Vance- Let's also not forget Patric's other big scene in Your Friends in the bookstore between him and Catherine Keener which is all one shot and ends with him deeming her something that made me both want to cringe and cheer. I guess that's the brillance of the film for me.

  7. I'm now following Your blog on the merit of this post alone. J.P. has been a huge influence on me and I'm glad to see others take notice even-though I'm not sure that he wants to be all that "noticed". Nice post.
    2-life-changing Films for me 1: Denial (J.P. and Robin Wright. Some of the best Acting that I've ever seen.) 2: RUSH. Also, check out "Downloading Nancy" if You get the chance. Sorry about the long comment. Have a Great Day.

  8. Simon can't be trusted. Patric was one of the best parts about The Losers, a movie that's actually far better than it has any right to be. Scenery chewing at its finest.

  9. Robert- Thanks for the titles, I will check them out.

    Andy- You're right about The Losers, which explains my four star review and Patric does get the films biggest laugh at the end, not to give anything away. It's a role that should be limp and stupid but Patric brings something special to it, as he always seems to do.

  10. A long overdue post because Patric is Americas underrated gem. a unique performer and true throwback, Ill put his best six against anyones. Crowe, Day Lewis, Washington, PHIL Hoffman. He makes Clooney, Pitt, Damon, Bale, and DiCaprio seem like little posing children. No one has stayed as true to a pure work ethic for over 20 years than this guy. He should have been nominated at least four times and won for any of them. If he played the game, he would have been, and also been bigger than anyone, I always love to see what he comes up with. I am English, and I can say over here we respect him even more than you Yanks. Check out EXPIRED, it ranks with his best work.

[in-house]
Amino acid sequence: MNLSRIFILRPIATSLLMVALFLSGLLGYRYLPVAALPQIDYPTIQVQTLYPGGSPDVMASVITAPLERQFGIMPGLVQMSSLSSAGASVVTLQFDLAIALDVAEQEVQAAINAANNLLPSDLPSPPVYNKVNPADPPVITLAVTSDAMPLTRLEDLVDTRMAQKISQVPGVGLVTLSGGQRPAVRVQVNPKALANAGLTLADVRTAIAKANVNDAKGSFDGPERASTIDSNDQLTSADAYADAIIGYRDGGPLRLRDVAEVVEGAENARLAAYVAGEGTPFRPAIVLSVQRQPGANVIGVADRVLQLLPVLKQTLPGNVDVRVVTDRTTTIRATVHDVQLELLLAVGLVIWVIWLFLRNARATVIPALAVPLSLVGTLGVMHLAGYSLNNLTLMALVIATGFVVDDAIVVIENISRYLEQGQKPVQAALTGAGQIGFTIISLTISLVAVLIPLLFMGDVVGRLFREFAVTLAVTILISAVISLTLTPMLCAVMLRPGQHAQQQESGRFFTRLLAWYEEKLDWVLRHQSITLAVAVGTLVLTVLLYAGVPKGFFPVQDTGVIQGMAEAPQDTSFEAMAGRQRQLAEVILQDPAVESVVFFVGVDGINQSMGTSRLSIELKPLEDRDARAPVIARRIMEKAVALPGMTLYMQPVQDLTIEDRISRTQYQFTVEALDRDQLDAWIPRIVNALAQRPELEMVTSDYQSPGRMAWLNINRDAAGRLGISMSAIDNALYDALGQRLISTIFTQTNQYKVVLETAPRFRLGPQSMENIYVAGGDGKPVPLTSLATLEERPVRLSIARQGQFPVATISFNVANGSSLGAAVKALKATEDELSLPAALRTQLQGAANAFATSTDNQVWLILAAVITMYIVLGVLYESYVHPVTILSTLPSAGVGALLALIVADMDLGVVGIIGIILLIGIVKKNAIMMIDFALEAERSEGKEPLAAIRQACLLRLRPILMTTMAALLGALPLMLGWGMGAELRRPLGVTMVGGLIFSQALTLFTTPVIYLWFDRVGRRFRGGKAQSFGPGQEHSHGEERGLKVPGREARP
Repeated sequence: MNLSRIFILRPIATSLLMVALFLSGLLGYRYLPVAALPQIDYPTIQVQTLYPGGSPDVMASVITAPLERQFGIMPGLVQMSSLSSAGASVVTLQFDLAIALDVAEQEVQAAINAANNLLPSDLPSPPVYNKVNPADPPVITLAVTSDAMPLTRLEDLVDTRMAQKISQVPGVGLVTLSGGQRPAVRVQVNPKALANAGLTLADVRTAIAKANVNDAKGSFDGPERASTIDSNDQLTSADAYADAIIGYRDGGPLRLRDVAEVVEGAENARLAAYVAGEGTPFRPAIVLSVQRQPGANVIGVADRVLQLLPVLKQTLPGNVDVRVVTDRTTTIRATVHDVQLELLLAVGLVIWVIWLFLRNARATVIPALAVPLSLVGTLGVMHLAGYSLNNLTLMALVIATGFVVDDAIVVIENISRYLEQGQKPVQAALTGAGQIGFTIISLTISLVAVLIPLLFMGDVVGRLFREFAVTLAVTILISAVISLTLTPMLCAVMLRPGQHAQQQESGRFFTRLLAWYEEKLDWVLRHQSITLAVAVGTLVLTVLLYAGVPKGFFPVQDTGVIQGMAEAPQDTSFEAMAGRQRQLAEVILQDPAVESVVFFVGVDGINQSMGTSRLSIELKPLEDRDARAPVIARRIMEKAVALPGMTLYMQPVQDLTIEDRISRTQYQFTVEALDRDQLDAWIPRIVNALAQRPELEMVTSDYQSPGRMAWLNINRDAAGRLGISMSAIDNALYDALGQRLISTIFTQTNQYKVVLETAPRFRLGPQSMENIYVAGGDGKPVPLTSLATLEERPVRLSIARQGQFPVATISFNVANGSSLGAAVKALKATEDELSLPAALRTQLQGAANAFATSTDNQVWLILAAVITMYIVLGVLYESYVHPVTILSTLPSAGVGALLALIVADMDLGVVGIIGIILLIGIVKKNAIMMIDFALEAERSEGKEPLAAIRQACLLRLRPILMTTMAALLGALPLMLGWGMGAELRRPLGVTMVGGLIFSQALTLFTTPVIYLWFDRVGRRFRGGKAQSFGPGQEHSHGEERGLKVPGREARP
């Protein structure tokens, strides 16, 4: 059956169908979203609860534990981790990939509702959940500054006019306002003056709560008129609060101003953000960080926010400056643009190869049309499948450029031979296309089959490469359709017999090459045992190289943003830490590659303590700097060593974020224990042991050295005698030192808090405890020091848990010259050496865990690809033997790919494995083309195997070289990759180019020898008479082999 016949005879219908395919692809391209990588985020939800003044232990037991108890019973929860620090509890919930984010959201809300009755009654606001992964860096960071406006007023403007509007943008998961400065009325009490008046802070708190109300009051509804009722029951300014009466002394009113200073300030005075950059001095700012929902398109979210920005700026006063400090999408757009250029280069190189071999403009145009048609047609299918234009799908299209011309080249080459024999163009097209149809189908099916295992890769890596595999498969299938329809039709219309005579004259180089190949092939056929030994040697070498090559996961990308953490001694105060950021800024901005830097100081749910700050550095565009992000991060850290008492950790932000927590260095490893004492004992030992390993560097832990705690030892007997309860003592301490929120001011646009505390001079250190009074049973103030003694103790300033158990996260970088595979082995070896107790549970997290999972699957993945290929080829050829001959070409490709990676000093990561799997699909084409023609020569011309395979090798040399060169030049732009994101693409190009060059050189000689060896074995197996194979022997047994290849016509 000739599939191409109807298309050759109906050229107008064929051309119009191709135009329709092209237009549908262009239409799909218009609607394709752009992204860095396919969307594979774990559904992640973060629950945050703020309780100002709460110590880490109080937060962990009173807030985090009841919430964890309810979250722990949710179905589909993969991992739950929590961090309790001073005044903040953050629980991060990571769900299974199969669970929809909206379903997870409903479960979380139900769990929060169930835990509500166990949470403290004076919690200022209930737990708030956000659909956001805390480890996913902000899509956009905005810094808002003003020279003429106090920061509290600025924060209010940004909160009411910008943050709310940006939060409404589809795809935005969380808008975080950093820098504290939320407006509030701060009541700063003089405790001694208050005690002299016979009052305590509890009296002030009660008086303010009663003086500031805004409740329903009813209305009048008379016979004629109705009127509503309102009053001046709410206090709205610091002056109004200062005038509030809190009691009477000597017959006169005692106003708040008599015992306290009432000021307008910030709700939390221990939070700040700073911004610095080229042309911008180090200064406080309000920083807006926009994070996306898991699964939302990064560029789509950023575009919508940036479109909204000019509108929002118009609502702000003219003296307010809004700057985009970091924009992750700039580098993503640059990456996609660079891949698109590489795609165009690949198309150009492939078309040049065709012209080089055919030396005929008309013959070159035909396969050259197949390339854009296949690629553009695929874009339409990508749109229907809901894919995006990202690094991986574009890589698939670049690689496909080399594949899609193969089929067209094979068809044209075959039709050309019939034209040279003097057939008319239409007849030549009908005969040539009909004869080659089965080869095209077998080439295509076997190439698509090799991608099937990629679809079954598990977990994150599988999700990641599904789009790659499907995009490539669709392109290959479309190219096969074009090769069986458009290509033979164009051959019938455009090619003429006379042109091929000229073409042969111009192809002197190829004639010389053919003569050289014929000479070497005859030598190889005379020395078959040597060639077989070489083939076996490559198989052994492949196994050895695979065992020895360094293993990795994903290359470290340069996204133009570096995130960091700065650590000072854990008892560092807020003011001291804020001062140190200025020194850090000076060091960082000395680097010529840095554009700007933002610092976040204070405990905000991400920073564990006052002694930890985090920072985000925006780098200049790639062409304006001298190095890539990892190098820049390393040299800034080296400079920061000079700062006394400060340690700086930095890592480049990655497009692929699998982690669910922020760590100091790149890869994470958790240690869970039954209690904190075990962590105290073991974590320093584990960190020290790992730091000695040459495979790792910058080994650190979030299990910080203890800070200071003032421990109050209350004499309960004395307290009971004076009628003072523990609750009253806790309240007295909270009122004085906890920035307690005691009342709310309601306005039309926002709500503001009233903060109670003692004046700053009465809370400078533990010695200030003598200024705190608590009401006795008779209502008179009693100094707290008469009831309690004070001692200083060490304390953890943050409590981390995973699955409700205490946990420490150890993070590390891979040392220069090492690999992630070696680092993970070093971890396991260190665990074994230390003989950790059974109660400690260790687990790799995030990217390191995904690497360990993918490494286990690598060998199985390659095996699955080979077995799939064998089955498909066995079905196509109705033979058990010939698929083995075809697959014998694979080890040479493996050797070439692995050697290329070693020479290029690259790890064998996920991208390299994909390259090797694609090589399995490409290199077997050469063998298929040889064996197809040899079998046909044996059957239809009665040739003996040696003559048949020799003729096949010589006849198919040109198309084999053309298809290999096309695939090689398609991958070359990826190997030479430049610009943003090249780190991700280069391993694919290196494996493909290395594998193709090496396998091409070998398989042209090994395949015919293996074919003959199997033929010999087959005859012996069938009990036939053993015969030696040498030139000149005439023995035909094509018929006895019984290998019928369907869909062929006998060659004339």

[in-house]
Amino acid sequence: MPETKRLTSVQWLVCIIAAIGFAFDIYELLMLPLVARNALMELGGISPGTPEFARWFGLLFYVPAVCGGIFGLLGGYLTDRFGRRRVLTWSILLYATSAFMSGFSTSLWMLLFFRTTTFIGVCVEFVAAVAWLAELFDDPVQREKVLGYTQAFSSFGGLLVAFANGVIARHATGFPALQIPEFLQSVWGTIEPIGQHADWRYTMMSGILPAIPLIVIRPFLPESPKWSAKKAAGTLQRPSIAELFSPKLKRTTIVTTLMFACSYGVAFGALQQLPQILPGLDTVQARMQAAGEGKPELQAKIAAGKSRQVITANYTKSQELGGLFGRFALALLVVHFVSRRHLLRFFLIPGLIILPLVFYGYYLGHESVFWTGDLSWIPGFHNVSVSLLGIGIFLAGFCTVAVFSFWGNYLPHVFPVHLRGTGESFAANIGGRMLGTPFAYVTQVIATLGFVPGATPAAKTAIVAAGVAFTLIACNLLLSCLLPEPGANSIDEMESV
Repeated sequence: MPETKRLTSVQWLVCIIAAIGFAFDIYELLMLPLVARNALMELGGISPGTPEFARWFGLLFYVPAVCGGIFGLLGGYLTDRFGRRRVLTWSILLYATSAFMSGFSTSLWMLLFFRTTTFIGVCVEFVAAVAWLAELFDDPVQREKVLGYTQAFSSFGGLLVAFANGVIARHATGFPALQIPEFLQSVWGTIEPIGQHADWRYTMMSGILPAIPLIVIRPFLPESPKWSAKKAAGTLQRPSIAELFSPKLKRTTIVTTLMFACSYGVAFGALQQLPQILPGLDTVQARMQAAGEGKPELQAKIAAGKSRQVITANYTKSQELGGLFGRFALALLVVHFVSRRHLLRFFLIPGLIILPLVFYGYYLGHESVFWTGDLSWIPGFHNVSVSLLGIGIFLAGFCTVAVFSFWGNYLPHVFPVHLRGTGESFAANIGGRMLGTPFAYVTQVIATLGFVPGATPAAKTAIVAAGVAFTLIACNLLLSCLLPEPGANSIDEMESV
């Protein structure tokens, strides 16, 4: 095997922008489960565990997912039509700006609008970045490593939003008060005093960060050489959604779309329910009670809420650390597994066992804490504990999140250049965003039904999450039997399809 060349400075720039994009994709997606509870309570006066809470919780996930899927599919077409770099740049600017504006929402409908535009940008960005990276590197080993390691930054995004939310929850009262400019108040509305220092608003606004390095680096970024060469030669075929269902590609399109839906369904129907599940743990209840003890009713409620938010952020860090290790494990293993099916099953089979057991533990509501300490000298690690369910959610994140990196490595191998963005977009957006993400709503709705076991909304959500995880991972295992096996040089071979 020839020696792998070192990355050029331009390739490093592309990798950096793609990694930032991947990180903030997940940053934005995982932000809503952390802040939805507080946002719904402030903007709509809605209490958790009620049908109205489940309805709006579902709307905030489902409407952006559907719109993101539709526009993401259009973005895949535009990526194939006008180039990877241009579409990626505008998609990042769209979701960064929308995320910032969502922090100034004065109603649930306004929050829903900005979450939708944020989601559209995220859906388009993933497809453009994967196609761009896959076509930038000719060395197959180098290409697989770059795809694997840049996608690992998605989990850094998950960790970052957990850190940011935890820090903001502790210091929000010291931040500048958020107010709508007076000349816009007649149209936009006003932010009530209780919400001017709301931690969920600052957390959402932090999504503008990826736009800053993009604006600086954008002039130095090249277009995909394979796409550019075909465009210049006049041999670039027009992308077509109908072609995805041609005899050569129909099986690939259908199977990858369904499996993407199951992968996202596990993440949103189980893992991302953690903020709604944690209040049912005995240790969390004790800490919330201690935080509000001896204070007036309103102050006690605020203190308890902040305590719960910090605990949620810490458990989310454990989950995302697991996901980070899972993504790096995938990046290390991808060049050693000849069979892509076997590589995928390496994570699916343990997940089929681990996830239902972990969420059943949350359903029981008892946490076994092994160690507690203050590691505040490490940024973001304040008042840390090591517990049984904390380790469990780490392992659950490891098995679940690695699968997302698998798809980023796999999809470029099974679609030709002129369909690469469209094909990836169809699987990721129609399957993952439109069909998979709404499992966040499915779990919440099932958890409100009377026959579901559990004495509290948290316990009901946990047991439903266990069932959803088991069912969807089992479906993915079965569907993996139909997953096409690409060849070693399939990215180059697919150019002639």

11. David- I don't know what them Yanks think, but I'm a Canadian ha!.

    I heard somewhere, maybe I dreamed it, that he was hard to work with and maybe that's why he's not more famous than he should be. Can anyone confirm this or know if there is any truth to it?

  12. Sorry Mike. Forgot to add the trailer link. "Denial" might be hard to find and I'm not posting the trailer because the trailer sucks.:)
    Here's "Rush"...probably my favorite undercover drug cop film. (pre-Narc.)

  13. I have a friend that is an assistant director who worked with him on NARC here in Toronto and said he was an absolute professional. He didnt suffer fools, but he was always the first there and the last to leave and was all about the work. He seems uncompromising.
    You couldnt have a worse reputation than Russell Crowe or Mickey Rourke and look how big they were/are.
    It baffles me as to why a guy who can battle Brad Pitt in the looks dept., and at the same time battle Sean Penn in the talent dept., isn't just HUGE. Maybe he'll pull it out od his sleeve and surprise us all yet.

  14. its nice to see a gorgeous guy like that be funny too! Its about time we see the real jason patric

  15. Astrid- I think the reason he isn't huge like the names you mention is because he isn't an "actor's actor." Like I wrote he doesn't steal scenes and place himself at the heart of every frame he appears in, but rather decides what a performance needs and gives it just that. In that sense, he kind of blends in to the overall effect of the film and thus, by not drawing attention to his "acting" people fail to realize how talented he is.

  16. "...he kind of blends in to the overall effect of the film and thus, by not drawing attention to his "acting" people fail to realize how talented he is."

    Well said, Mike.

    I feel the same way about Mark Ruffalo whenever I see him in a film. Understated.

  17. Ruffalo is an excellent pick as well.

  18. I gotta say, reading this post makes me reconsider my stance on Patric, which is that he's a dour narcissist who always seems resentful that everyone's not in awe of his genius. I remember seeing his condescending treatment towards Sandra Bullock in behind the scenes bit for Speed 2, and his glum self-righteousness in the "other" narc movie with J.J. Leigh...

    But I got to say, I see where you're coming from with the look in his puffy face at the 1:52 mark, he's definitely appearing to have aged into a much more "open" actor, or maybe I'm less judgmental and more mature myself.... anyway, thanks for writing this!